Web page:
Monday 27 October 2014

Early autumn

Autumn means just one type of fishing, Piking at the special place.  Nothing else will do, there is no other combination of season, species and venue that come anywhere close and I doubt there ever will be.  It’s more than a decade since I first went afloat there and it still ticks all the boxes.  Some things remain the same; the skies are huge, vivid and spectacular.  The views are beautiful and breath-taking.  Both the sky and the water are alive with birds, many are species you don’t see anywhere else. The fishing is always hard work but this is just the way I like it, if it was easier it would dilute the buzz, I love the challenge.  The Pike are awesome, special creatures that survive and thrive against all the odds.

Its not all just the same ol same old though.  Every year the system is subtly different; reedlines change year on year, weedbeds evolve and grow.  Places I caught fish one year may be unfishable this year or barren the next.  Always changing, always evolving; every year I catch Pike from places I’d never been successful before or fail to catch in places that were near certainties in the past.  This keeps the fishing interesting and fresh.
I’ve been really up for it this autumn, I’ve relished the challenge in the mostly mild autumn weather and it’s been a privilege to be out on the water.  I’ve managed to find a few Pike too. 

Friday 10 October 2014

Pure Pike Porn

Four years ago Stephen Harper’s “Fine angling books” published “Dream Pike”, a selection of thirty or so stories relating to the capture of Thirty pounds plus Pike, each written by a different author.  The books stated aim was to “entertain and inspire” and it most certainly did.  I reviewed it at the time …
The talk of a sequel to Dream Pike started almost as soon as the ink was dry on the original and four years on “Extreme Pike” is here.  

Both the format and layout are almost identical to the original and on the whole the stories are equally as good as ‘Dream Pike’.  It’s refreshing to see a lot more of the less well known Pikers contributing this time around and fewer of Piking’s ‘royalty’.  I’ve now read the book from cover to cover and re-read more than half the stories, some more than once!  If you are a Pike angler you will love Extreme Pike, go and order a copy now (See the link on the right of this page).  That last sentence was for the benefit of anyone who can’t be arsed to read the rest.

 A few observations as I flip through the pages; I wondered why Malc Bannister didn’t fish his reservoir even with the low water.  I was faced with a similar situation a few years ago and found that with less water to hide in the Pike were easier to find and were fat having found their prey easy to find too!  Nick Beardmore may have alerted the Pike Police with his summer tale.  I loved seeing a father and son team share their stories, nice one Biggs senior and junior!  Ady Brayshaw is a person that I’ll never see eye to eye with but that is one hell of a Pike.  When I first heard about that capture a few years ago there was a sub plot… but I like to believe Ady’s version of events.  It was nice to read the story of Fred Bullers biggest Pike but a shame it wasn’t in his own words.  Having caught that monstrous Pike I wonder why Wyndon Coole felt the need to catch it again, but each to their own.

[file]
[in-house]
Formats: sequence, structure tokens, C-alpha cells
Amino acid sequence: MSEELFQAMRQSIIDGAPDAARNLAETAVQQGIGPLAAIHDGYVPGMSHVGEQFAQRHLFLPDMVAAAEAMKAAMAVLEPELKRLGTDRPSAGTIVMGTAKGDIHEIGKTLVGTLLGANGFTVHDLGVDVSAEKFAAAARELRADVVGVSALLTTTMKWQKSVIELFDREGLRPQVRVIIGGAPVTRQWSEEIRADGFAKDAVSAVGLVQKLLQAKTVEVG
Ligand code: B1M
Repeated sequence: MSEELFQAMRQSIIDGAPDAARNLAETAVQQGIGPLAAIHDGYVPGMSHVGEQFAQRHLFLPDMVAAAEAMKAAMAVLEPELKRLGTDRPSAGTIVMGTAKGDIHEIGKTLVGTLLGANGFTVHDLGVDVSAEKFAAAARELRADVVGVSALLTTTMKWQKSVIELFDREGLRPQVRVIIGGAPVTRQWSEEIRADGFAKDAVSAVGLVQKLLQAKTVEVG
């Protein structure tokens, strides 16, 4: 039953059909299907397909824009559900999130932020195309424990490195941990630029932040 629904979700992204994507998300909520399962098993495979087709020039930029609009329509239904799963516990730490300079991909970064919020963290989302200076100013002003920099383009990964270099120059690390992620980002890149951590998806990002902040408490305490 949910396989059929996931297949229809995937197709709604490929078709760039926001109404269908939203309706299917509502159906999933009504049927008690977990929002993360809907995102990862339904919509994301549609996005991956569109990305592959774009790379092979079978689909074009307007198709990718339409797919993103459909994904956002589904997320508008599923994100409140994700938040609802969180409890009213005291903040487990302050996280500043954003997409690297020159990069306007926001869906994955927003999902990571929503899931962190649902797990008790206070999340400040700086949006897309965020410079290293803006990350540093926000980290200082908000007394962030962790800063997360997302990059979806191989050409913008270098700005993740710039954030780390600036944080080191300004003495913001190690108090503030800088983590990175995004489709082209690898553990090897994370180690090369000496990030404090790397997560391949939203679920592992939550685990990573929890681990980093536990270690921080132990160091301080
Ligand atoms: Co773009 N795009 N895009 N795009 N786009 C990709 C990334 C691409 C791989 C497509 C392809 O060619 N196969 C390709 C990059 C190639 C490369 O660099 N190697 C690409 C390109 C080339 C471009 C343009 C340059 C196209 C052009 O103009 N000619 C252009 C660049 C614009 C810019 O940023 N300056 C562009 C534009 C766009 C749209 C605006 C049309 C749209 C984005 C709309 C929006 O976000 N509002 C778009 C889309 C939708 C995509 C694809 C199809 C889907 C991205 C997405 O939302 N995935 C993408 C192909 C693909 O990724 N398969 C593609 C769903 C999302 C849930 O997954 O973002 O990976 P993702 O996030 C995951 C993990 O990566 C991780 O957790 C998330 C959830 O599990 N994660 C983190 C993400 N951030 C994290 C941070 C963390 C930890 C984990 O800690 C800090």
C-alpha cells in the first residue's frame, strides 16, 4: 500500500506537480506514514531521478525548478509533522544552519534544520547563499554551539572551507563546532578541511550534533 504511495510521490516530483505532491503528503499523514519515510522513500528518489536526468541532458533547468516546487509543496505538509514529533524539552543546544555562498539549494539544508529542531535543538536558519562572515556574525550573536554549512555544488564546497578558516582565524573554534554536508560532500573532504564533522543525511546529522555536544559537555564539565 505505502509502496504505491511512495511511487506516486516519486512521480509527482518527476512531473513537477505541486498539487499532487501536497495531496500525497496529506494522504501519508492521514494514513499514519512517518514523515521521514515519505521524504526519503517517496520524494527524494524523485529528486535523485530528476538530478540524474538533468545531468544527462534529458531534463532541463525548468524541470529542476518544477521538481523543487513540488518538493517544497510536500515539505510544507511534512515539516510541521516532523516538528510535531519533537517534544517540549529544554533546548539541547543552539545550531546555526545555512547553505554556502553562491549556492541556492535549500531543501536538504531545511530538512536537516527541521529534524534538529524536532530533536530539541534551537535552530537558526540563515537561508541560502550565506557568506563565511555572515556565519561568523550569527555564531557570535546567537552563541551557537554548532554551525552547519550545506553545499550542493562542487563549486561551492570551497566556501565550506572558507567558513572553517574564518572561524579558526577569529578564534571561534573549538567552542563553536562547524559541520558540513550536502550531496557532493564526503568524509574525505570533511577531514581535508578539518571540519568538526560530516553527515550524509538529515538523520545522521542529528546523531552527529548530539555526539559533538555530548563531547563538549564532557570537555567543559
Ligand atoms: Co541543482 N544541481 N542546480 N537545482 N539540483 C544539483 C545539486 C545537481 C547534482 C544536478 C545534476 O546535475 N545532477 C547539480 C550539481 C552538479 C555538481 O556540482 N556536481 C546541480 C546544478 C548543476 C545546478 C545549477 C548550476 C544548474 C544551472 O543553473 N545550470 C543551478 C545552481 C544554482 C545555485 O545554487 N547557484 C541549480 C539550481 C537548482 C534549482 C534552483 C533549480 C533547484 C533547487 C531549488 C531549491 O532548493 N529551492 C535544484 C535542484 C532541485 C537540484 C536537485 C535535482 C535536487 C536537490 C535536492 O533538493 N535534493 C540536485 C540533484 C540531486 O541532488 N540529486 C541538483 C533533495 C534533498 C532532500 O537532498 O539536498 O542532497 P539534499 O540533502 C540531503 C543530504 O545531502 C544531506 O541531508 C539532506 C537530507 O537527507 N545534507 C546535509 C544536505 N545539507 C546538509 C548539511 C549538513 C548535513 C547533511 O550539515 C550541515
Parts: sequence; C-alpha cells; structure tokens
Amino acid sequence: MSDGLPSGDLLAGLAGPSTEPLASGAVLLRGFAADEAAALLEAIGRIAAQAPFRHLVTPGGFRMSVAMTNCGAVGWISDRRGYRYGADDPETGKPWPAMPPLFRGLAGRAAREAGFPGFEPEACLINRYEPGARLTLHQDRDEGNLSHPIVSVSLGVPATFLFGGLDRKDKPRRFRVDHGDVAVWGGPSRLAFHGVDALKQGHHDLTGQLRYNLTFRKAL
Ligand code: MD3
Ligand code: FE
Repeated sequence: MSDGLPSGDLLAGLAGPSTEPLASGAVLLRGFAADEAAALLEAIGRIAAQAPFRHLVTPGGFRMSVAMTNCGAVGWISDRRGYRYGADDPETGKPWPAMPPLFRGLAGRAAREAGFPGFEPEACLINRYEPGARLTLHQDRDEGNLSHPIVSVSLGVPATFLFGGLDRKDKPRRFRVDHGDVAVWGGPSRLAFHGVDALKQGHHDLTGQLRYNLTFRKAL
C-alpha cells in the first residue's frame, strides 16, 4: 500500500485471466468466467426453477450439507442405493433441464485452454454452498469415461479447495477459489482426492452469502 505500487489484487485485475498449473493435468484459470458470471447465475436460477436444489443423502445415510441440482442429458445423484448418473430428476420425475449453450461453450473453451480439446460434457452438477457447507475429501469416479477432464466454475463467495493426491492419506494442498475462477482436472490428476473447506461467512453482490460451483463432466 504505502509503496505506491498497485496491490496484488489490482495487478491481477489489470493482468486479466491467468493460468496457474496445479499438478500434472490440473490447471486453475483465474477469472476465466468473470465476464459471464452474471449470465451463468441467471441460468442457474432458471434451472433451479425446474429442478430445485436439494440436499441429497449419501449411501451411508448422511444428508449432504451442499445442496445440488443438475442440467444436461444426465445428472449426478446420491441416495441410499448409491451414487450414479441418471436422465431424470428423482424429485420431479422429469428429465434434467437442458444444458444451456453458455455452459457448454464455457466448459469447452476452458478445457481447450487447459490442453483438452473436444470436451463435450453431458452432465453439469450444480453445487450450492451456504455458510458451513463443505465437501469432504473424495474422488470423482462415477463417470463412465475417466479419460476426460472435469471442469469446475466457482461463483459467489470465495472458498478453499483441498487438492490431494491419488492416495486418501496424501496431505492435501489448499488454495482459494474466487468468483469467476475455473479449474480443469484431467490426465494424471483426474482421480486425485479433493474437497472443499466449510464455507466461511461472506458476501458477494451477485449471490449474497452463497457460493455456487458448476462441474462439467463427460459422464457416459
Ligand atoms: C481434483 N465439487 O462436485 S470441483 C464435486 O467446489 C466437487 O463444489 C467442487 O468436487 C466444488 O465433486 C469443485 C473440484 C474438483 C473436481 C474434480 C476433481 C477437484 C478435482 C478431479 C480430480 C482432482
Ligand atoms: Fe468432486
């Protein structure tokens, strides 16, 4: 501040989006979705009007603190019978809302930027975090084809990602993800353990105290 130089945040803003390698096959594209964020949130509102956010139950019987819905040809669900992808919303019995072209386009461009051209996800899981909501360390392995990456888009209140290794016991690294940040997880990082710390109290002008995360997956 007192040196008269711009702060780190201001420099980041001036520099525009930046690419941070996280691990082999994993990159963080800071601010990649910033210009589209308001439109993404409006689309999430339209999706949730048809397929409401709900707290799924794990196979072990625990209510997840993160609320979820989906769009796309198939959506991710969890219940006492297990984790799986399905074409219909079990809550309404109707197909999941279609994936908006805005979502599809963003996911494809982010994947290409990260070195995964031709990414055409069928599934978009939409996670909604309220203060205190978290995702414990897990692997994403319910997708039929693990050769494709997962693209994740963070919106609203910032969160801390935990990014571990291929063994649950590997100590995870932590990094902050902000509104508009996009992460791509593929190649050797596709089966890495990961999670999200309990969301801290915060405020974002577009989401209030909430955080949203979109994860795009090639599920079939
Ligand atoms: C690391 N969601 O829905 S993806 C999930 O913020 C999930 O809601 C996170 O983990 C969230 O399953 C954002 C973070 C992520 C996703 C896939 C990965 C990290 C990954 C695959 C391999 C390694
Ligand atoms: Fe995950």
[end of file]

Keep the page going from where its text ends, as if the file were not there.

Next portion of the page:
Terry Hazlewood’s story was close to home, literally.  A thirty nine pounder must surely be a Suffolk record?  I remember hearing about this capture at the time and we wondered where it could have come from.  We tracked it down in the end but found it a closed shop, fair play.  Knowing the place I really doubt there were “several different thirties…” but you never know.  Pat Henry provided a great snap shot of how a successful Piker goes about his business in Eire.  Like Mr Henry, my friend Mark Skinner appears in both volumes and it is nice to see that Mark’s sense of humour transfers to the page.  You could feel the relief and elation of Jonno Myles capture and it was great to read the story of long time Piker Dennis Smith’s biggest Pike, one of two Chew forties featured in the book.  Probably my least favourite chapter is Phil Wakeford’s.  For me it seemed out of place amongst the rest of the tales which were out and out “success stories”.  Ian Forde’s was one of the most inspiring stories describing a brace of lure caught Irish thirties shared with his friend the late David Overy.

As always my favourite chapters feature Pike caught from the Norfolk Broads. Keith Quantrill’s story very is well told, the capture well deserved but overall tinged with sadness.  I never knew Keith although our boats must have passed each other, I have a feeling I would have liked him.  Paul Belsten wrote a very personal story that featured several renowned Norfolk Pikers and a real dream Pike.  I find Martyn Page’s writing a little flowery for my tastes but in this tale I felt like I was in the boat looking over his shoulder as he netted a Broadland thirty.  Finally I have to declare a bias.  My favourite chapter in Extreme Pike is a tale I’m well familiar with as its written by one of my oldest friends, Rich Gostling.  The trophy shot is an absolute cracker and once again the words on the page reflect the voice and bloke that I know well.  There are also a couple of my photos featured too.

Stephen Harper produces and publishes the very best fishing books, they are fantastic to read and beautiful to look at.  Extreme Pike is pure Pike porn.  After reading it I cannot help but feel the urge to launch my boat and set off on another Broadland adventure in search of an Extreme Dream Pike.  A thirty pound Pike is all the incentive an angler needs but who knows, maybe there will be another book in this series?

Meanwhile, the adventure is well and truly under way for another year...